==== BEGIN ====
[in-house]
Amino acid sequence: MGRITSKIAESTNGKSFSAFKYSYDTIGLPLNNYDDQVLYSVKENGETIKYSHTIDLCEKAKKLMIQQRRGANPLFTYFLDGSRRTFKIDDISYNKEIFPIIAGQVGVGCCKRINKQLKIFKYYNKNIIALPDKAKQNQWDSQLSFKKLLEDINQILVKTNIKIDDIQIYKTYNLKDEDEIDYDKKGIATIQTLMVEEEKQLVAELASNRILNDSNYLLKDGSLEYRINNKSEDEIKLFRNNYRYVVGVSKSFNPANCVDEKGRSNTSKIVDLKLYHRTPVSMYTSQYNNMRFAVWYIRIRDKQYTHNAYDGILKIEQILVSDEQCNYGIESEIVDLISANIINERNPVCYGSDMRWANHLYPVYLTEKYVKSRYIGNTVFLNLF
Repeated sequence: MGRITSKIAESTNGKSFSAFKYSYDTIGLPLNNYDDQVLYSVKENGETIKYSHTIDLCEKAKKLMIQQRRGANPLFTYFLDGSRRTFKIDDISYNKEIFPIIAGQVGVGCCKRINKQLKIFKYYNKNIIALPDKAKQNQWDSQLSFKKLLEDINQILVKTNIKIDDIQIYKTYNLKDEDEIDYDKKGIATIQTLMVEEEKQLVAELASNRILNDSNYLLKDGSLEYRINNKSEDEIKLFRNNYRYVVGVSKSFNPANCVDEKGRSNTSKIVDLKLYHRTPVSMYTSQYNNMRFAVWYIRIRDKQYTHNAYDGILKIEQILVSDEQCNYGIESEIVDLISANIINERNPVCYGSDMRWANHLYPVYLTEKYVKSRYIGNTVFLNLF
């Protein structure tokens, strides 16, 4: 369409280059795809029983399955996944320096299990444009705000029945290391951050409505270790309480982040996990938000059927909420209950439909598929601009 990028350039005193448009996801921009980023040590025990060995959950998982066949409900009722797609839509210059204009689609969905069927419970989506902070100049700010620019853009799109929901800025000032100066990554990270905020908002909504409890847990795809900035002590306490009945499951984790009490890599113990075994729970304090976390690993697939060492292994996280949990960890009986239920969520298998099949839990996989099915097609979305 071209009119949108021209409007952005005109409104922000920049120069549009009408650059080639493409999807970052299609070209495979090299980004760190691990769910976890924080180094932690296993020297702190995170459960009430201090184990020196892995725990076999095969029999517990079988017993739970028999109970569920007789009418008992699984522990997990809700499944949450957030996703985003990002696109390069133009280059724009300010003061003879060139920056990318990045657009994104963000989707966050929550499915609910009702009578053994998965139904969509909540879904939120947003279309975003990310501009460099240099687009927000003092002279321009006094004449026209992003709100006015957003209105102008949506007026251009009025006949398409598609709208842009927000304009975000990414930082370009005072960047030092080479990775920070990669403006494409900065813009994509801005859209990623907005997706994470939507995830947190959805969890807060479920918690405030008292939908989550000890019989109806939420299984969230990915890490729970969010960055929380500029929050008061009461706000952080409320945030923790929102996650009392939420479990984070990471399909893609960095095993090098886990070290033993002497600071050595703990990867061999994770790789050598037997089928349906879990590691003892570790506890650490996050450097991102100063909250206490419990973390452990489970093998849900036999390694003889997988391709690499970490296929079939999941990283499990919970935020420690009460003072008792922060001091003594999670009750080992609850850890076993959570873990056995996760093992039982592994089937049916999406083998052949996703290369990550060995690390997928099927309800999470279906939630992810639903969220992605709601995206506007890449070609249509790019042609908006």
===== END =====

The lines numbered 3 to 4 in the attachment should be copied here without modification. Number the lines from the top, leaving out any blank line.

Repeated sequence: MGRITSKIAESTNGKSFSAFKYSYDTIGLPLNNYDDQVLYSVKENGETIKYSHTIDLCEKAKKLMIQQRRGANPLFTYFLDGSRRTFKIDDISYNKEIFPIIAGQVGVGCCKRINKQLKIFKYYNKNIIALPDKAKQNQWDSQLSFKKLLEDINQILVKTNIKIDDIQIYKTYNLKDEDEIDYDKKGIATIQTLMVEEEKQLVAELASNRILNDSNYLLKDGSLEYRINNKSEDEIKLFRNNYRYVVGVSKSFNPANCVDEKGRSNTSKIVDLKLYHRTPVSMYTSQYNNMRFAVWYIRIRDKQYTHNAYDGILKIEQILVSDEQCNYGIESEIVDLISANIINERNPVCYGSDMRWANHLYPVYLTEKYVKSRYIGNTVFLNLF
């Protein structure tokens, strides 16, 4: 369409280059795809029983399955996944320096299990444009705000029945290391951050409505270790309480982040996990938000059927909420209950439909598929601009 990028350039005193448009996801921009980023040590025990060995959950998982066949409900009722797609839509210059204009689609969905069927419970989506902070100049700010620019853009799109929901800025000032100066990554990270905020908002909504409890847990795809900035002590306490009945499951984790009490890599113990075994729970304090976390690993697939060492292994996280949990960890009986239920969520298998099949839990996989099915097609979305 071209009119949108021209409007952005005109409104922000920049120069549009009408650059080639493409999807970052299609070209495979090299980004760190691990769910976890924080180094932690296993020297702190995170459960009430201090184990020196892995725990076999095969029999517990079988017993739970028999109970569920007789009418008992699984522990997990809700499944949450957030996703985003990002696109390069133009280059724009300010003061003879060139920056990318990045657009994104963000989707966050929550499915609910009702009578053994998965139904969509909540879904939120947003279309975003990310501009460099240099687009927000003092002279321009006094004449026209992003709100006015957003209105102008949506007026251009009025006949398409598609709208842009927000304009975000990414930082370009005072960047030092080479990775920070990669403006494409900065813009994509801005859209990623907005997706994470939507995830947190959805969890807060479920918690405030008292939908989550000890019989109806939420299984969230990915890490729970969010960055929380500029929050008061009461706000952080409320945030923790929102996650009392939420479990984070990471399909893609960095095993090098886990070290033993002497600071050595703990990867061999994770790789050598037997089928349906879990590691003892570790506890650490996050450097991102100063909250206490419990973390452990489970093998849900036999390694003889997988391709690499970490296929079939999941990283499990919970935020420690009460003072008792922060001091003594999670009750080992609850850890076993959570873990056995996760093992039982592994089937049916999406083998052949996703290369990550060995690390997928099927309800999470279906939630992810639903969220992605709601995206506007890449070609249509790019042609908006």